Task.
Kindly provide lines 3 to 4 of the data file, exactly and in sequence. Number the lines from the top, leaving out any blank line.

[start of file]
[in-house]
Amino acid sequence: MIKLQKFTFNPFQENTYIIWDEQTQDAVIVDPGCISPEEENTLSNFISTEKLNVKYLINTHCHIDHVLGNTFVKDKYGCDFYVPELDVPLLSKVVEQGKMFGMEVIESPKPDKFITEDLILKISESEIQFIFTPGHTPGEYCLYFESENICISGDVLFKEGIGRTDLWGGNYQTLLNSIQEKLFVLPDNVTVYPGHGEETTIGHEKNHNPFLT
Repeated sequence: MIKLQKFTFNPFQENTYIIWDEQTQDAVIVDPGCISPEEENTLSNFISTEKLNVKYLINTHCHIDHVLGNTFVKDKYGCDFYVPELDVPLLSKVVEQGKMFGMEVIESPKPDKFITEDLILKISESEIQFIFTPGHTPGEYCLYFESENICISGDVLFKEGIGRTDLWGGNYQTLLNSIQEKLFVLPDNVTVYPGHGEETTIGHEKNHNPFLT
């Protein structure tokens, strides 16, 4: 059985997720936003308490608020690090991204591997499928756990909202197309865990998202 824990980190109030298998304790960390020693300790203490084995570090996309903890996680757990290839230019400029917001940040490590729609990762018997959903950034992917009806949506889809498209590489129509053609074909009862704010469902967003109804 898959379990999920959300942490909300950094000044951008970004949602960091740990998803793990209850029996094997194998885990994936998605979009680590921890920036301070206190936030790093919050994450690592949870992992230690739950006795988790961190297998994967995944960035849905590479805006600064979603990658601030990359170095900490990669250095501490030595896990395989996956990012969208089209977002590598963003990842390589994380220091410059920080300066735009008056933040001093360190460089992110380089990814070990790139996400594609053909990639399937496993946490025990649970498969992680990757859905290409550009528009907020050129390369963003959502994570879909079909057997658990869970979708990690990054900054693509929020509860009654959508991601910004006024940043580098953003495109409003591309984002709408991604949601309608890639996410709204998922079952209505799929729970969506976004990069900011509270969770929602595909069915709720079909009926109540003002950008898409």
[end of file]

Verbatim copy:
Repeated sequence: MIKLQKFTFNPFQENTYIIWDEQTQDAVIVDPGCISPEEENTLSNFISTEKLNVKYLINTHCHIDHVLGNTFVKDKYGCDFYVPELDVPLLSKVVEQGKMFGMEVIESPKPDKFITEDLILKISESEIQFIFTPGHTPGEYCLYFESENICISGDVLFKEGIGRTDLWGGNYQTLLNSIQEKLFVLPDNVTVYPGHGEETTIGHEKNHNPFLT
């Protein structure tokens, strides 16, 4: 059985997720936003308490608020690090991204591997499928756990909202197309865990998202 824990980190109030298998304790960390020693300790203490084995570090996309903890996680757990290839230019400029917001940040490590729609990762018997959903950034992917009806949506889809498209590489129509053609074909009862704010469902967003109804 898959379990999920959300942490909300950094000044951008970004949602960091740990998803793990209850029996094997194998885990994936998605979009680590921890920036301070206190936030790093919050994450690592949870992992230690739950006795988790961190297998994967995944960035849905590479805006600064979603990658601030990359170095900490990669250095501490030595896990395989996956990012969208089209977002590598963003990842390589994380220091410059920080300066735009008056933040001093360190460089992110380089990814070990790139996400594609053909990639399937496993946490025990649970498969992680990757859905290409550009528009907020050129390369963003959502994570879909079909057997658990869970979708990690990054900054693509929020509860009654959508991601910004006024940043580098953003495109409003591309984002709408991604949601309608890639996410709204998922079952209505799929729970969506976004990069900011509270969770929602595909069915709720079909009926109540003002950008898409």